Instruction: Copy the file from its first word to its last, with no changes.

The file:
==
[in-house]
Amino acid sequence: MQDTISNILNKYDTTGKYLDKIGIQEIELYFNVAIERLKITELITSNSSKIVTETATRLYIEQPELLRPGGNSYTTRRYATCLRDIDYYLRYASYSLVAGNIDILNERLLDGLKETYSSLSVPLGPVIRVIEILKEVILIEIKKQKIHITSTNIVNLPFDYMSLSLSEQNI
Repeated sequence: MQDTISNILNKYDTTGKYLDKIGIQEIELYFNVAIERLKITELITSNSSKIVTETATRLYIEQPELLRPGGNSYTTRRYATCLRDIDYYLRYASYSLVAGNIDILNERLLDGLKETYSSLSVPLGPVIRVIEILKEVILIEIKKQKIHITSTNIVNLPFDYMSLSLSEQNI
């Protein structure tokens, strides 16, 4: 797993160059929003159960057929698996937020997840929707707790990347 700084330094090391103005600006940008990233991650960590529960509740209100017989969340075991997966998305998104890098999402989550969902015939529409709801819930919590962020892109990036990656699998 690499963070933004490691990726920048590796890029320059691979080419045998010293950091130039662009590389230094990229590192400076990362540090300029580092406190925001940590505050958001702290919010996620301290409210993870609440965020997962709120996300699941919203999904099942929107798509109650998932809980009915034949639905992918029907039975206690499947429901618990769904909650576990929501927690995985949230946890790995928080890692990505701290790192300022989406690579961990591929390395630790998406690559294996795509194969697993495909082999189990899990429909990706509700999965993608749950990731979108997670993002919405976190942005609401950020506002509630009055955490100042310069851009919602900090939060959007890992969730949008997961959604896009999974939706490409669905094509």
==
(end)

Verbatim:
[in-house]
Amino acid sequence: MQDTISNILNKYDTTGKYLDKIGIQEIELYFNVAIERLKITELITSNSSKIVTETATRLYIEQPELLRPGGNSYTTRRYATCLRDIDYYLRYASYSLVAGNIDILNERLLDGLKETYSSLSVPLGPVIRVIEILKEVILIEIKKQKIHITSTNIVNLPFDYMSLSLSEQNI
Repeated sequence: MQDTISNILNKYDTTGKYLDKIGIQEIELYFNVAIERLKITELITSNSSKIVTETATRLYIEQPELLRPGGNSYTTRRYATCLRDIDYYLRYASYSLVAGNIDILNERLLDGLKETYSSLSVPLGPVIRVIEILKEVILIEIKKQKIHITSTNIVNLPFDYMSLSLSEQNI
């Protein structure tokens, strides 16, 4: 797993160059929003159960057929698996937020997840929707707790990347 700084330094090391103005600006940008990233991650960590529960509740209100017989969340075991997966998305998104890098999402989550969902015939529409709801819930919590962020892109990036990656699998 690499963070933004490691990726920048590796890029320059691979080419045998010293950091130039662009590389230094990229590192400076990362540090300029580092406190925001940590505050958001702290919010996620301290409210993870609440965020997962709120996300699941919203999904099942929107798509109650998932809980009915034949639905992918029907039975206690499947429901618990769904909650576990929501927690995985949230946890790995928080890692990505701290790192300022989406690579961990591929390395630790998406690559294996795509194969697993495909082999189990899990429909990706509700999965993608749950990731979108997670993002919405976190942005609401950020506002509630009055955490100042310069851009919602900090939060959007890992969730949008997961959604896009999974939706490409669905094509």